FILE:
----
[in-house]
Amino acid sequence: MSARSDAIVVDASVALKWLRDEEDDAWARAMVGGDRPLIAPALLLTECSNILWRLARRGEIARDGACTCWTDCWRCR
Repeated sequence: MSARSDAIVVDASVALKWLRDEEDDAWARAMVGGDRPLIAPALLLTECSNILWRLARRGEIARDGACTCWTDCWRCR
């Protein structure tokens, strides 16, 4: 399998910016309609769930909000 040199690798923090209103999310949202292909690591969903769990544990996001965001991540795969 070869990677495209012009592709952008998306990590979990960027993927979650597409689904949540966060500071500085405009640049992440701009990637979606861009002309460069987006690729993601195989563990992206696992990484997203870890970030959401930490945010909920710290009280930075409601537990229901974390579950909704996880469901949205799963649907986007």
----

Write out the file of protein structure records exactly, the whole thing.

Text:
[in-house]
Amino acid sequence: MSARSDAIVVDASVALKWLRDEEDDAWARAMVGGDRPLIAPALLLTECSNILWRLARRGEIARDGACTCWTDCWRCR
Repeated sequence: MSARSDAIVVDASVALKWLRDEEDDAWARAMVGGDRPLIAPALLLTECSNILWRLARRGEIARDGACTCWTDCWRCR
């Protein structure tokens, strides 16, 4: 399998910016309609769930909000 040199690798923090209103999310949202292909690591969903769990544990996001965001991540795969 070869990677495209012009592709952008998306990590979990960027993927979650597409689904949540966060500071500085405009640049992440701009990637979606861009002309460069987006690729993601195989563990992206696992990484997203870890970030959401930490945010909920710290009280930075409601537990229901974390579950909704996880469901949205799963649907986007």